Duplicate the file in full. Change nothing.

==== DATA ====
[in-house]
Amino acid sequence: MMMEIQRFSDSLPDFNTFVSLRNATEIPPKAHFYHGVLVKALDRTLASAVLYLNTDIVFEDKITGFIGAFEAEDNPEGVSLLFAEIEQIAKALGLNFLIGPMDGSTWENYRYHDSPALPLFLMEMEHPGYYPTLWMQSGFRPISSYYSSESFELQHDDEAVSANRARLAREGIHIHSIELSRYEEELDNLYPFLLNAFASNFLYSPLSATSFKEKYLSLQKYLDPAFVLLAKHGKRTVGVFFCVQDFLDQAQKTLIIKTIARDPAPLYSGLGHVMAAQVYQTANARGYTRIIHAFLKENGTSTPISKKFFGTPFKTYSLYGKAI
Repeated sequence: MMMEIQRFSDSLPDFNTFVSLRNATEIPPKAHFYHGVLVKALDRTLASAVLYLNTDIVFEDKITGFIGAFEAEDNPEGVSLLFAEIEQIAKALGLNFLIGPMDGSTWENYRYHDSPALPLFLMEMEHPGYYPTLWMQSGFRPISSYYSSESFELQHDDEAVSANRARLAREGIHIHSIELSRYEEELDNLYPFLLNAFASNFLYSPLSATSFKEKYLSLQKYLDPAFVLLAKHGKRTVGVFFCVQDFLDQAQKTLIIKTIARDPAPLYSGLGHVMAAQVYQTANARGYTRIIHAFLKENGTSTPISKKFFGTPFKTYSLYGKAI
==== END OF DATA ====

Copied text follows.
[in-house]
Amino acid sequence: MMMEIQRFSDSLPDFNTFVSLRNATEIPPKAHFYHGVLVKALDRTLASAVLYLNTDIVFEDKITGFIGAFEAEDNPEGVSLLFAEIEQIAKALGLNFLIGPMDGSTWENYRYHDSPALPLFLMEMEHPGYYPTLWMQSGFRPISSYYSSESFELQHDDEAVSANRARLAREGIHIHSIELSRYEEELDNLYPFLLNAFASNFLYSPLSATSFKEKYLSLQKYLDPAFVLLAKHGKRTVGVFFCVQDFLDQAQKTLIIKTIARDPAPLYSGLGHVMAAQVYQTANARGYTRIIHAFLKENGTSTPISKKFFGTPFKTYSLYGKAI
Repeated sequence: MMMEIQRFSDSLPDFNTFVSLRNATEIPPKAHFYHGVLVKALDRTLASAVLYLNTDIVFEDKITGFIGAFEAEDNPEGVSLLFAEIEQIAKALGLNFLIGPMDGSTWENYRYHDSPALPLFLMEMEHPGYYPTLWMQSGFRPISSYYSSESFELQHDDEAVSANRARLAREGIHIHSIELSRYEEELDNLYPFLLNAFASNFLYSPLSATSFKEKYLSLQKYLDPAFVLLAKHGKRTVGVFFCVQDFLDQAQKTLIIKTIARDPAPLYSGLGHVMAAQVYQTANARGYTRIIHAFLKENGTSTPISKKFFGTPFKTYSLYGKAI